Since 2006, under the solid leadership of the Minister of National Defence, the defence budget has grown by over $6 billion and key acquisitions have been made. Our men and women in uniform not only deserve the best equipment to get the job done, but also the best, the brightest and the bravest to be fighting alongside them and to have them at their back.
When Canadian permanent residents who are not yet Canadian citizens answer the call to serve under the red and white banner of this great nation, they are not just performing a duty. They are not simply working nine to five. They are putting their lives on the line for their new home for millions of Canadian men, women and children in the greatest country in the world.
For their demonstrated honour and courage to stand in the gap when least expected, but when most required, a one-year credit toward Canadian citizenship is the least we can do. Under the proposed change, a permanent resident who is a member of the Canadian Forces and has completed basic training and has signed a minimum three-year contract to serve the forces will be given a one-year credit toward his or her residence requirement for acquiring Canadian citizenship.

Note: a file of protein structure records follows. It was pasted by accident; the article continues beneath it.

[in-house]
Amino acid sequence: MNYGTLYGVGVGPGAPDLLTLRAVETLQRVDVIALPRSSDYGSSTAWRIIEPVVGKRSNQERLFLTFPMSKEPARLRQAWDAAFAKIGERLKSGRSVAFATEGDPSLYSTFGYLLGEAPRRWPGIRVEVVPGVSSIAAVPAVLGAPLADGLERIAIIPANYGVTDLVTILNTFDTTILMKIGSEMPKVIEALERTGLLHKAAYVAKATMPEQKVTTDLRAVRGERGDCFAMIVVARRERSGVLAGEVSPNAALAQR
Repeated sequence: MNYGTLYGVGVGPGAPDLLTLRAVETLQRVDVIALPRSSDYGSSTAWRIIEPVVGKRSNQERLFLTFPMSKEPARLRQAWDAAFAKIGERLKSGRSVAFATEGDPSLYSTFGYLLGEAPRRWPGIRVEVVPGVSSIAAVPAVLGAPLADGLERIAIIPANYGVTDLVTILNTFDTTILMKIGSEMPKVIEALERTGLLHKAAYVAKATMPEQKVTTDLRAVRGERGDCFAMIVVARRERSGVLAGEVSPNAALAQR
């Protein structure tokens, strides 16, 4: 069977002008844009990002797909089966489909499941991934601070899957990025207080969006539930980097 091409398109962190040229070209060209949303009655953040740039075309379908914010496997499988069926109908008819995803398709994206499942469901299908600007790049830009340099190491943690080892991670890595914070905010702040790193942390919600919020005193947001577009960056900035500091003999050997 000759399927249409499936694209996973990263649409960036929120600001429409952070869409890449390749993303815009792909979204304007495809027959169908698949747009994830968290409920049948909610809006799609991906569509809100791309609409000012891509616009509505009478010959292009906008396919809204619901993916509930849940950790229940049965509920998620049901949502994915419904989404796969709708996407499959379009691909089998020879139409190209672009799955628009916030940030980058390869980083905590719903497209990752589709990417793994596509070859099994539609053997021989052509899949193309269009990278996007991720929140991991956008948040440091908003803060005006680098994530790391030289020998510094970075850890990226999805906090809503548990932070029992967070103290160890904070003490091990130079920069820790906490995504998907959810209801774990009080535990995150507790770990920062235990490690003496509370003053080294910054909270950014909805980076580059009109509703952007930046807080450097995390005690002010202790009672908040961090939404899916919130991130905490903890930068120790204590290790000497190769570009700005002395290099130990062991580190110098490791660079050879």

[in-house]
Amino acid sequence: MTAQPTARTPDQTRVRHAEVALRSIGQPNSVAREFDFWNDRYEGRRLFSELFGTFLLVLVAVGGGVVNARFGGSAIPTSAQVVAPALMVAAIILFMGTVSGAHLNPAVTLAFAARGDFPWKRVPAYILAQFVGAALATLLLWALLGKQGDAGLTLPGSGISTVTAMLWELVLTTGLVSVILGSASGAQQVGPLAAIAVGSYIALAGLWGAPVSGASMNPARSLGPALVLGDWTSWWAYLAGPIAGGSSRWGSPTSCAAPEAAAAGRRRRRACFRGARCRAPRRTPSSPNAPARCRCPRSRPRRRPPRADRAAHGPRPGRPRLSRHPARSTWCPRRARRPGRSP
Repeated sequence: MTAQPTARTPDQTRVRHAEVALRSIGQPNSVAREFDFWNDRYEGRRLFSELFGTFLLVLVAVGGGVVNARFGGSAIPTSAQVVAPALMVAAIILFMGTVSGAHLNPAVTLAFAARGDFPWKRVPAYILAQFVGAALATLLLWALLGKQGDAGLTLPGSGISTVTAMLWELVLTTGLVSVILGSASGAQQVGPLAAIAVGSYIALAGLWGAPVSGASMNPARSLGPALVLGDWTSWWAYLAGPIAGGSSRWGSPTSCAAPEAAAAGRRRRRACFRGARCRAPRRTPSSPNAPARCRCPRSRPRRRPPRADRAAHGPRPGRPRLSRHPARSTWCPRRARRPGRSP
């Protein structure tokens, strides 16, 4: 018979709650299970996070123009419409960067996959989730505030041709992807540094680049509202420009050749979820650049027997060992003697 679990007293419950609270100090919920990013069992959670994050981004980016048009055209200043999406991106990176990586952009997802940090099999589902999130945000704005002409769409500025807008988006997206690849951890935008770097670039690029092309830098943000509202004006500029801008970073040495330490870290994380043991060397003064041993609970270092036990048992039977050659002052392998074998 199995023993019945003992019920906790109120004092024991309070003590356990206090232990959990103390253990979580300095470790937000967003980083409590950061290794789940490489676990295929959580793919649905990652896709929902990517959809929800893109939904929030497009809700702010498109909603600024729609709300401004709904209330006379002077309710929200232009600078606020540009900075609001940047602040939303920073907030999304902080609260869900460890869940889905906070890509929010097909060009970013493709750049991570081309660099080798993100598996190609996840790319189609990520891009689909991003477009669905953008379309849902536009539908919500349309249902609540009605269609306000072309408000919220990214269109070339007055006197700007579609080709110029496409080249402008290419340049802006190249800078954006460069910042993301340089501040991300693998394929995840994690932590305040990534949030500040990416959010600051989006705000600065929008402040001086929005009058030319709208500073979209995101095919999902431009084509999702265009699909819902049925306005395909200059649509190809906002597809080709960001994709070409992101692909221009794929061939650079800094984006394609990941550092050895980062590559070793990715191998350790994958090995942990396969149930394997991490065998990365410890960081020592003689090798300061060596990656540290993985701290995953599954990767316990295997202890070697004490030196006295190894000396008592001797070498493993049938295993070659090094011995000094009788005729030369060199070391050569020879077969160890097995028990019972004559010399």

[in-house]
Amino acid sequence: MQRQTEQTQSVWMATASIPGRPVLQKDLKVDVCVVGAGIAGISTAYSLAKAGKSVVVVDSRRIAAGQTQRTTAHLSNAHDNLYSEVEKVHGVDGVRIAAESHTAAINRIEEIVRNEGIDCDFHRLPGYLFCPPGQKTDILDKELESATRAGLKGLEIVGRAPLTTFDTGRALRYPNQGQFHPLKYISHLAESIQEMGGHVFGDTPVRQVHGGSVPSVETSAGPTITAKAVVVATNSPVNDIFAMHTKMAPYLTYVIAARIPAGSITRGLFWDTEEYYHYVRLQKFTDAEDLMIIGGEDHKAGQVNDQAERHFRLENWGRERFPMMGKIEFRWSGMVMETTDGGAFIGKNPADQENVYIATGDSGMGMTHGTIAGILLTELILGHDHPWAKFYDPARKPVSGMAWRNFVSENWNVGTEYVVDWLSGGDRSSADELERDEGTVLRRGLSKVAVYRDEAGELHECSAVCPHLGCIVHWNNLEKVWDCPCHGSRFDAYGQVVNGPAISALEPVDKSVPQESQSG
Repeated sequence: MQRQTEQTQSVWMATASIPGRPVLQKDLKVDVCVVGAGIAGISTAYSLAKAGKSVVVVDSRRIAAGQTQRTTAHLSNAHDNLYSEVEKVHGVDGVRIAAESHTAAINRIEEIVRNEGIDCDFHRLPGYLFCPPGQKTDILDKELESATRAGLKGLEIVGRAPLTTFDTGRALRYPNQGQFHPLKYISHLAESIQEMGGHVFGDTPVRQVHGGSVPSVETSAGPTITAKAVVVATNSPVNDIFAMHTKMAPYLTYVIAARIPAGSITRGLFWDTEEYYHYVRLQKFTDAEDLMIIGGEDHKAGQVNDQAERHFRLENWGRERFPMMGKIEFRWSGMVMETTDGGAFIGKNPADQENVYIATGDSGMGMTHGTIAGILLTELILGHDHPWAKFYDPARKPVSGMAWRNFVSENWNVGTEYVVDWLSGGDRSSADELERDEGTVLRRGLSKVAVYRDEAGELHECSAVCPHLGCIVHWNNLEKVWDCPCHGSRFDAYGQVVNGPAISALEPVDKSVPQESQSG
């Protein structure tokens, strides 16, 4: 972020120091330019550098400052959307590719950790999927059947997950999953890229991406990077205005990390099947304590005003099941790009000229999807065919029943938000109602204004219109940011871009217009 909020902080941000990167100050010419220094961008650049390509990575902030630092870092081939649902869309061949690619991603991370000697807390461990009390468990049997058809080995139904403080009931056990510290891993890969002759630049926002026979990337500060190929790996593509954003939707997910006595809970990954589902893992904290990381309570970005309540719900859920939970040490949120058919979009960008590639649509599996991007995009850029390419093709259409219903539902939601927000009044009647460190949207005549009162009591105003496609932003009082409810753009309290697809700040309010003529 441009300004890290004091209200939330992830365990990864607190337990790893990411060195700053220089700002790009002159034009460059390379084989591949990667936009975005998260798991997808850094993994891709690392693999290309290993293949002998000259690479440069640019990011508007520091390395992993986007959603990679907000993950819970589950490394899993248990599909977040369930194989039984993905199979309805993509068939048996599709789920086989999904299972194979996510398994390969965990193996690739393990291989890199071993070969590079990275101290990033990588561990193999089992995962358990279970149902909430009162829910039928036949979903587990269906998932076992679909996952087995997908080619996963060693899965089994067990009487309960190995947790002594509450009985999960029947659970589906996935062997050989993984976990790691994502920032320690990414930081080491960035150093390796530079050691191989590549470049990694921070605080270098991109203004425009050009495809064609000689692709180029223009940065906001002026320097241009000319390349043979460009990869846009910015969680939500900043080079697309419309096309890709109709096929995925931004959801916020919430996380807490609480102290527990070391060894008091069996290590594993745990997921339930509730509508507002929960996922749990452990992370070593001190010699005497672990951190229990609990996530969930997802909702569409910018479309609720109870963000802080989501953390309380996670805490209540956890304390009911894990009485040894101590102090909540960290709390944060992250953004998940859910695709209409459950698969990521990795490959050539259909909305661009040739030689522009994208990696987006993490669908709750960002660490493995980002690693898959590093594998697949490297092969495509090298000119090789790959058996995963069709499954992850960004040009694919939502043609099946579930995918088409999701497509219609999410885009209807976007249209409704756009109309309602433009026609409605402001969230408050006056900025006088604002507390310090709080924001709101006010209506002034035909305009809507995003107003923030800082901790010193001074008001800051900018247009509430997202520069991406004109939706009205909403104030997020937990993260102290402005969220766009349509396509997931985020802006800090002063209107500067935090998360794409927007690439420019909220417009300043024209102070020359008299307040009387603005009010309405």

Also, under the proposed change Canadian citizens with dual citizenship and permanent residents applying for citizenship would lose their citizenship or become ineligible to become citizens if they commit an act of war against our troops.
I remember once seeing a bumper sticker that said “Stand behind our troops...otherwise, please feel free to stand in front of them”. Of course, the humour was dark, but the underlying truth about our parliamentary responsibility still rings true.